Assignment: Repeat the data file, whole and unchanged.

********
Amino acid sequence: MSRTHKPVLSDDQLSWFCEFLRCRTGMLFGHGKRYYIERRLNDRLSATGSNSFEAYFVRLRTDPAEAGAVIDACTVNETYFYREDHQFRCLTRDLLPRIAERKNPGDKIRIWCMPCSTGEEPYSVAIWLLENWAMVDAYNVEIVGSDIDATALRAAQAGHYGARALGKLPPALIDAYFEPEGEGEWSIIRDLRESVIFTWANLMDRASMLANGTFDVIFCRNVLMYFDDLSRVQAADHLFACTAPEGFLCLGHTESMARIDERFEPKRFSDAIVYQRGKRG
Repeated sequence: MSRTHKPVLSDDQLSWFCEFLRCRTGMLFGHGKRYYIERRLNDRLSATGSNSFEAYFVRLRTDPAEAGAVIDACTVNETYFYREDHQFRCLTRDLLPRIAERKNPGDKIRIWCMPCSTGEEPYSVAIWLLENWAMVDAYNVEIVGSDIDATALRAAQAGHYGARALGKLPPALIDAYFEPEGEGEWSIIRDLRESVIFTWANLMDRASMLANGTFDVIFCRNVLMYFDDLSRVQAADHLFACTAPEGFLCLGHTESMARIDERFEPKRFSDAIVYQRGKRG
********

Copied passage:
Amino acid sequence: MSRTHKPVLSDDQLSWFCEFLRCRTGMLFGHGKRYYIERRLNDRLSATGSNSFEAYFVRLRTDPAEAGAVIDACTVNETYFYREDHQFRCLTRDLLPRIAERKNPGDKIRIWCMPCSTGEEPYSVAIWLLENWAMVDAYNVEIVGSDIDATALRAAQAGHYGARALGKLPPALIDAYFEPEGEGEWSIIRDLRESVIFTWANLMDRASMLANGTFDVIFCRNVLMYFDDLSRVQAADHLFACTAPEGFLCLGHTESMARIDERFEPKRFSDAIVYQRGKRG
Repeated sequence: MSRTHKPVLSDDQLSWFCEFLRCRTGMLFGHGKRYYIERRLNDRLSATGSNSFEAYFVRLRTDPAEAGAVIDACTVNETYFYREDHQFRCLTRDLLPRIAERKNPGDKIRIWCMPCSTGEEPYSVAIWLLENWAMVDAYNVEIVGSDIDATALRAAQAGHYGARALGKLPPALIDAYFEPEGEGEWSIIRDLRESVIFTWANLMDRASMLANGTFDVIFCRNVLMYFDDLSRVQAADHLFACTAPEGFLCLGHTESMARIDERFEPKRFSDAIVYQRGKRG